Netflix and other streaming content platforms are seeing a huge increase in demand due to self isolating during life under Corona. Netflix’s number didn’t explode until March, but since then Netflix has grown is subscriber base by 15.8 million subscribers, Netflix shared in a letter to its shareholders.
Netflix’s inventments into is own orginal content way before the Coronavirus hit has now paid off. Netflix was likely building up a war chest of content to defend its lead in the streaming wars. Netflix now has 182 million subscribers worldwide and Netflix saw quarterly revenue of $5.77 billion.
According to Netflix’s letter to its shareholders, the first line reads “In our 20+ year history, we have never seen a future more uncertain or unsettling.”
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They continue with “The coronavirus has reached every corner of the world and, in the absence of a widespread treatment or vaccine, no one knows how or when this terrible crisis will end. What’s clear is the escalating human cost in terms of lost lives and lost jobs, with tens of millions of people now out of work.”
They also acknowledge that they are fortunate to have a service that is “more meaningful to people confined at home, and which we can operate remotely with minimal disruption in the short to medium term.”
+100 pts. for Remote Work
By helping people connect with stories they love, we are able to provide comfort and escape as well as a sense of community during this pandemic. So our focus has been on maintaining the quality of our service while our employees around the world adapt to working from home.
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For the most part, this has gone smoothly. Our product teams, for example, have been relatively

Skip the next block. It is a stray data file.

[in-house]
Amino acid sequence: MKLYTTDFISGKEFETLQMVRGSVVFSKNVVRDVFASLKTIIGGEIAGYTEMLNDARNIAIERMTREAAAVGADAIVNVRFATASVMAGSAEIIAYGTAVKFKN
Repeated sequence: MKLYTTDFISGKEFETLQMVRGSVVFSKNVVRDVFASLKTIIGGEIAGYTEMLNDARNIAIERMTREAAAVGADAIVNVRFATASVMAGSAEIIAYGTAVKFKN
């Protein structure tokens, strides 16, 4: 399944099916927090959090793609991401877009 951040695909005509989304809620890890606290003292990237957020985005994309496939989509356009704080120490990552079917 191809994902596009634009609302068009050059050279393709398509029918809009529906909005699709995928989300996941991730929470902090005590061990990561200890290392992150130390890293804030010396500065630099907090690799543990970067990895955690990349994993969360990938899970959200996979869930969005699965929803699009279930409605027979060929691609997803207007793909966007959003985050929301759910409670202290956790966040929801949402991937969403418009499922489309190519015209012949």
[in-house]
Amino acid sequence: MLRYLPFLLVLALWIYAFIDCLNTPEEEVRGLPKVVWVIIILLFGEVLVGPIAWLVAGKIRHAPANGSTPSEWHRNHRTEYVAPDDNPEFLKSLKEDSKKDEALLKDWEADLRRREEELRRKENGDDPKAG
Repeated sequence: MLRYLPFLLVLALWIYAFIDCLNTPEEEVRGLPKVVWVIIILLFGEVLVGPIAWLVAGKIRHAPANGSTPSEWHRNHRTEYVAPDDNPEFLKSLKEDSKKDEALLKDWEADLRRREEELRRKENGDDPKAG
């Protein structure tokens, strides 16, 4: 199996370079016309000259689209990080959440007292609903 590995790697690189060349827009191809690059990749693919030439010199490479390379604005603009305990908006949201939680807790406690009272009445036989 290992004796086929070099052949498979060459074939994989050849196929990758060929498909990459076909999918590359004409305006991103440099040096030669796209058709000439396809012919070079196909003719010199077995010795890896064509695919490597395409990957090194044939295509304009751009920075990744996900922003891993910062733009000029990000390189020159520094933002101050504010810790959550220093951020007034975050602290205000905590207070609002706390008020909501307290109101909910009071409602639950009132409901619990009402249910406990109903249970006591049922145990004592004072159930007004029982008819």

unaffected. As a precaution, we have temporarily reduced the number of product innovations we try, while continuing to release features that we know will add meaningful value for our members, such as improved parental controls.
They went on to say “We expect viewing to decline and membership growth to decelerate as home confinement ends, which we hope is soon.”
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This is an honest acknowledgement of the realities of the moment in time for Netflix, one that I am sure their shareholders appreciate.
“However, we have seen significant disruption when it comes to customer support and content
production. On the customer support side, we’ve now fixed most of our work-from-home challenges. In addition, we’ve taken on another 2,000 agents (all working remotely), so our customer service levels are almost fully restored despite the increased demand,” Netflix stated.
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Netflix went on to address production challenges, “When it comes to production, almost all filming has now been stopped globally, with the exception of a few countries like Korea and Iceland. This has been devastating for millions of workers in the TV and film industry – electricians, hair and make-up artists, carpenters and drivers who are often paid hourly wages and work project-to-project.”
Netflix address the concern that quality might slip due to the current challenges with ” Netflix’s culture is designed to empower decision making at all levels of the company. Throughout this crisis, our employees have been working tirelessly to maintain the quality of our service and to find quick, practical solutions to the problems Netflix and our partners face.”
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Then went on to say ” For example, within two weeks of the shelter-in-place orders coming into effect in Los Angeles, most of our animation production team was back up and running, working from home. On the post production
side, we’ve been able to get 200+ projects going remotely. Most of our series writers’ rooms are
operating virtually. However, we’ve been unable to create dubs in Italian and some other languages due to home confinement of our voice talent for a handful of titles launching in April and May. But we hope that with the help of guilds around the world, voice actors can be set up from home, ensuring that they can stay safe and continue to earn a living. Similar efforts are underway for both music and visual
Analysts, like Nason see Netflix as a “foundational service. It’s already in the majority of people’s homes who are going to pay for Netflix. Plus, people aren’t likely to give it up when it comes time to cut down on streaming services.”
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